I’m Working From Home – Can I Deduct That?
Are you among the increasing numbers of home based workers? As a home based worker, there are tax advantages available to you. We are often asked what tax breaks are available.
The home office deduction is available to individuals using a portion of their home in a trade or business. First, we must go over the rules to see if the deduction applies to your situation.
A portion of the dwelling unit must be used exclusively, on a regular basis, as the:
- principal place of any trade or business for the taxpayer; or
- place of business used by patients, clients or customers.
If you are an employee, use of your home must also be for the convenience of your employer.
Any use for a nonbusiness purpose will disqualify the space for the home office deduction.
Once it has been determined the rules are met, there are two methods for calculating the deduction.
First, the Actual-Expense Method is an allocation, typically based on square footage, taken for expenses such as the following:
- Mortgage interest
- Real estate taxes
These deductions are reported on IRS Form 8829 Expenses for Business Use of Your Home.
The second is the new Safe Harbor Method, just released by the IRS for the 2013 tax year. The Safe Harbor Method takes the allowable square footage (not to exceed 300 square feet) and multiplies it by $5 (there is a maximum deduction of $1500, annually). Under this method, the mortgage interest and real estate taxes are still allowed as itemized deductions on Schedule A of the 1040.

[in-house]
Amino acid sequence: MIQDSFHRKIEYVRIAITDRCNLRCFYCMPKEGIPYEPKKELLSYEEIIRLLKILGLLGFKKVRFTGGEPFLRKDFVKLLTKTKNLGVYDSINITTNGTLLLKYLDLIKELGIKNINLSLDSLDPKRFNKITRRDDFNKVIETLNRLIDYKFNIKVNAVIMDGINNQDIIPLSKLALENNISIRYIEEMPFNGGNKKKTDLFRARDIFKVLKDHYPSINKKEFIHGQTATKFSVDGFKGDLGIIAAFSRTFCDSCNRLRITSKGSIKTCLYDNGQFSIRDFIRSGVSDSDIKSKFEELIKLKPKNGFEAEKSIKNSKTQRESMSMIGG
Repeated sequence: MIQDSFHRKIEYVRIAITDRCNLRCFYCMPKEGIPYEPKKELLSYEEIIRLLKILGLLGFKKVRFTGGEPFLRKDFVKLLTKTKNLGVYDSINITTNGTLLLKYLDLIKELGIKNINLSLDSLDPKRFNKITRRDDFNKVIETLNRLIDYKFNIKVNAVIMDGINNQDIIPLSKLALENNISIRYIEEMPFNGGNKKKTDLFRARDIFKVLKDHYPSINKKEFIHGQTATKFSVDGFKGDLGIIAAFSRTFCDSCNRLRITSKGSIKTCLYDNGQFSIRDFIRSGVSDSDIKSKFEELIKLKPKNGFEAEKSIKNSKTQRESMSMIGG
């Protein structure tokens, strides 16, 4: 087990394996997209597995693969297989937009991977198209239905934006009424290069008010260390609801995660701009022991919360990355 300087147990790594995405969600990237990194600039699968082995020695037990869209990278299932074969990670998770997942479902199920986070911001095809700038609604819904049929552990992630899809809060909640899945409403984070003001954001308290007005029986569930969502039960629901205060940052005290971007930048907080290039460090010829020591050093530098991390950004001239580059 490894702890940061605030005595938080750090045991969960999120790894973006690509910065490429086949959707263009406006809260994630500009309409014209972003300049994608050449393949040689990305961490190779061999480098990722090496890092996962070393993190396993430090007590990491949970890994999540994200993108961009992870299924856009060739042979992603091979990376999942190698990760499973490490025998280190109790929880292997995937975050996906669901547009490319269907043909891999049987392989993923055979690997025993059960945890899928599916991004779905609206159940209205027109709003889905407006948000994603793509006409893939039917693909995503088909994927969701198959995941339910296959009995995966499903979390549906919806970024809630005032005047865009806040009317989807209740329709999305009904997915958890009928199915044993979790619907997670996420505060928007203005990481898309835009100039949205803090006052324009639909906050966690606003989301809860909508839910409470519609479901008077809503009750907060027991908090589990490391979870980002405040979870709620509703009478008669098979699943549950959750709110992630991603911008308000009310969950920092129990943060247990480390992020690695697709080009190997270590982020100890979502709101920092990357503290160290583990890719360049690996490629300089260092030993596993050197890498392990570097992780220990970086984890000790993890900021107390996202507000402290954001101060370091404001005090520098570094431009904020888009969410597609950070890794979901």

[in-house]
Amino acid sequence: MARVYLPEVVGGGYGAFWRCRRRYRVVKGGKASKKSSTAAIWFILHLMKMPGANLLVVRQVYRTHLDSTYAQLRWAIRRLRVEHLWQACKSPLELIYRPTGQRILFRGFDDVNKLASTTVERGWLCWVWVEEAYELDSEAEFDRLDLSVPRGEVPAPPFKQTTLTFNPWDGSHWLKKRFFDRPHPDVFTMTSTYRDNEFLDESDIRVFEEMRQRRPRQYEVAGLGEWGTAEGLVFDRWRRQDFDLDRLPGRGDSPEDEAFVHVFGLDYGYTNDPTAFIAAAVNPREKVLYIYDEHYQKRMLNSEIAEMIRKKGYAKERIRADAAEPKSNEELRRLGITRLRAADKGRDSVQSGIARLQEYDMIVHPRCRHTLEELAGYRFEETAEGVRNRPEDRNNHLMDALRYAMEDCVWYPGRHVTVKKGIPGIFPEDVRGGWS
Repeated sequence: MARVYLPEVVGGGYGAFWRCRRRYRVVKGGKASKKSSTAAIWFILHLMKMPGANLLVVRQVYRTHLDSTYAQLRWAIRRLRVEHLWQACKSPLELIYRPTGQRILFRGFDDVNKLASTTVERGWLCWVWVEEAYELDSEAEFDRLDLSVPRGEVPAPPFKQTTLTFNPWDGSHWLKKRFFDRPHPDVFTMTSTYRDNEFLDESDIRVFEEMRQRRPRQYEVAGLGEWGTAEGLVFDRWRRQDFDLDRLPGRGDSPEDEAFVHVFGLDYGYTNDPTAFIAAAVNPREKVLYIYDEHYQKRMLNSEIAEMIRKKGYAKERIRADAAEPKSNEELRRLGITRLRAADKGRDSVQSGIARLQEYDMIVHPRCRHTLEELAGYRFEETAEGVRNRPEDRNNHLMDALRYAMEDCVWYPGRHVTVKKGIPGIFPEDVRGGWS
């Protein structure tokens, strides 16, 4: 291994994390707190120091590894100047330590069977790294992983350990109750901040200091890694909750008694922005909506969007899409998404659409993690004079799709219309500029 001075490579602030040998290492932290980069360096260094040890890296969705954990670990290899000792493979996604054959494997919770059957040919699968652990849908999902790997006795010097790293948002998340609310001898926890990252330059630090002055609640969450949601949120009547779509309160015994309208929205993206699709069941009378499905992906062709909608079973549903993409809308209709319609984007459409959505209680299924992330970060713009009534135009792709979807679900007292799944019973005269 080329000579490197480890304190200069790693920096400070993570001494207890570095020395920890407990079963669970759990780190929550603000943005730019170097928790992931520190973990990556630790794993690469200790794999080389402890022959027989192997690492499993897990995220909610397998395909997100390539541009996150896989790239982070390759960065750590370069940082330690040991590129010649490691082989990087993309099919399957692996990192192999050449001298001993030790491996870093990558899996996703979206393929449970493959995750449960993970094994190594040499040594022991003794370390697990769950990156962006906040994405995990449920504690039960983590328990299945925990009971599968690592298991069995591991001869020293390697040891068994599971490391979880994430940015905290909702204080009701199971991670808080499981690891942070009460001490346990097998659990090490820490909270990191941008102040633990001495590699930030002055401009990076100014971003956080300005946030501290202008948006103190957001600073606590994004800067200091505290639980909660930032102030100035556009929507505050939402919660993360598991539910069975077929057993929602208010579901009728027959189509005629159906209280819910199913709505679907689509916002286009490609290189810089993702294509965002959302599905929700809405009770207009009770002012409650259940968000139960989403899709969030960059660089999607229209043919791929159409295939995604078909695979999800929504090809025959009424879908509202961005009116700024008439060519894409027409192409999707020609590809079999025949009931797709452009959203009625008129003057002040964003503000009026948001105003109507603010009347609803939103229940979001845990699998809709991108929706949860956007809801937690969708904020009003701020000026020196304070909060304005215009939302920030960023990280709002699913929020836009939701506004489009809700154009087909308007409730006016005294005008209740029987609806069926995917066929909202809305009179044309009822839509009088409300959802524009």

There is a caveat under the Actual Expense Method. When the house is later sold, the depreciation must be recaptured, whereas under the new Safe Harbor Method no recapture is required.
The other major difference is that any unused deduction, due to the gross income limitation of the business, can be carried over to another tax year under the Actual-Expense Method whereas no carryover is allowed under the Safe Harbor Method.
Should you feel you qualify to deduct a portion of your home, talk to your accountant about which method is best for your situation.
The information provided is for informational purposes only and is not inclusive. Please consult your tax advisor for more information on how this affects you!